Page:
Jeff Baker’s advice for writers is to persevere and not take rejection personally — two recommendations he takes to heart himself.
Recently, that hard work paid off.
Baker, who graduated from Newman in 1983 with a communications degree, published a short story titled “Solar Pons and the Testament in Ice” in the anthology “The Necronomicon of Solar Pons: Lovecraftian Tales of the Sherlock Holmes of Praed Street.” The anthology can be purchased on Amazon.
About Baker’s work
The book was published by Belanger Books, which is one of the world’s most prominent Sherlock Holmes publishers. Last year, press owner Derrick Belanger put out a call for story submissions about August Derleth’s classic pulp detective Solar Pons squaring off against the evils of Cthulhu Mythos, a fictional universe created by American horror writer H.P. Lovecraft.
“I’m a big fan of both Lovecraft and Derleth, and I love the Solar Pons stories,” Baker said. “Since I had been reading Edgar Alan Poe’s and Sir Arthur Conan Doyle’s Arctic stories and I remembered Lovecraft had set a horror story at the top of the world, I jumped at the chance to write one of my own.”
The story involves detective Solar Pons and his devoted friend Dr. Parker investigating a series of disappearances connected to an exhibit of artifacts brought back from the Arctic.
“One of the challenges was finding out how long it would take to fly from London to the Arctic Circle in the early 1930s, but that’s part of the challenge of writing,” Baker said.
Baker posts one flash fiction story a week on his blog and writes a monthly column called “Boogieman in Lavender.”
A writer’s origins
Baker started writing in grade school, mostly because he enjoyed creating something. By the time he was in high school, he was writing parodies of comic books in his notebooks during class.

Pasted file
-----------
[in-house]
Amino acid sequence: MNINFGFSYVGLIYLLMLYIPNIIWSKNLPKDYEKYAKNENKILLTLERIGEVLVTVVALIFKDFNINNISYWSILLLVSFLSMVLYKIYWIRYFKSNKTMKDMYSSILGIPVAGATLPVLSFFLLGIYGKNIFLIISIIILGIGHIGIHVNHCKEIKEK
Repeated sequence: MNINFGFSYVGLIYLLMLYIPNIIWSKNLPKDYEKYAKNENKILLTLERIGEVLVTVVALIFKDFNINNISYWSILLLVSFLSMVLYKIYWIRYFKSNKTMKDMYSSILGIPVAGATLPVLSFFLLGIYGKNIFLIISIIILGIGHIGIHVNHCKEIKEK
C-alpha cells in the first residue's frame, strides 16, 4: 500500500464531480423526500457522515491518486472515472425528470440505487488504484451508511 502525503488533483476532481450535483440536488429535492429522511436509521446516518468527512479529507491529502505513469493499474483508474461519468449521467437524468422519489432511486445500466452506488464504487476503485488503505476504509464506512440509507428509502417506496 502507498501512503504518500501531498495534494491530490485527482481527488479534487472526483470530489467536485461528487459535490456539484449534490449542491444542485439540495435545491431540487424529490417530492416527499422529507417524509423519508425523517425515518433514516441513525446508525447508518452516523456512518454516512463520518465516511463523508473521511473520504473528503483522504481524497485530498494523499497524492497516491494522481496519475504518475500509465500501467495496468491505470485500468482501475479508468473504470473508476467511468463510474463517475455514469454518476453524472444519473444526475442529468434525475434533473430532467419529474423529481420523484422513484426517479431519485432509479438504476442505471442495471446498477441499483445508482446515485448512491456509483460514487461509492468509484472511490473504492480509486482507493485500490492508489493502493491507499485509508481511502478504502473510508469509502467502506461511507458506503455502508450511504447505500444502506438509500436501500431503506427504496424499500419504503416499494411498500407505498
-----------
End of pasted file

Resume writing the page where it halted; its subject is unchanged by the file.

At one point, Baker wanted to be a cartoonist and created cartoons for both his high school paper and then for Newman’s student newspaper, The Vantage, but said “I was never that good of an artist.”
Baker chose to major in communication at Newman with the intent of becoming a journalist, but after graduation, he couldn’t find a job in the field and admits he didn’t have a lot of discipline at the time.
While these two paths didn’t work out, Baker still wanted to pursue his passion for writing.
“I had written a couple of short stories at Newman, but I didn’t think of trying to write fiction until after college when I read a ton of anthologies of fantasy, horror, sci-fi and mystery stories and started writing my own,” Baker said. “I didn’t get published until the turn of the century and then it was almost a decade before I published anything else. Not for lack of trying; I have a large file of rejections.”
That’s where Baker’s perseverance has come in — a trait he honed while a student at Newman. He credits English professors Deanna Zitterkopf, the late Jeanne Cardenas and the late Madeleine Kisner for teaching him to write. Outside of class, he worked as a staff writer for The Vantage, was part of the Renaissance Faire and sang in the Newman Chorale.
“I certainly learned a lot about writing at Newman, as well as the technical stuff about sending a manuscript off for consideration,” Baker said. “In addition, I was exposed to all different kinds of people, as well as the wonderful campus with its possibly haunted halls — perfect for a writer of horror stories.”
Earn a communication degree
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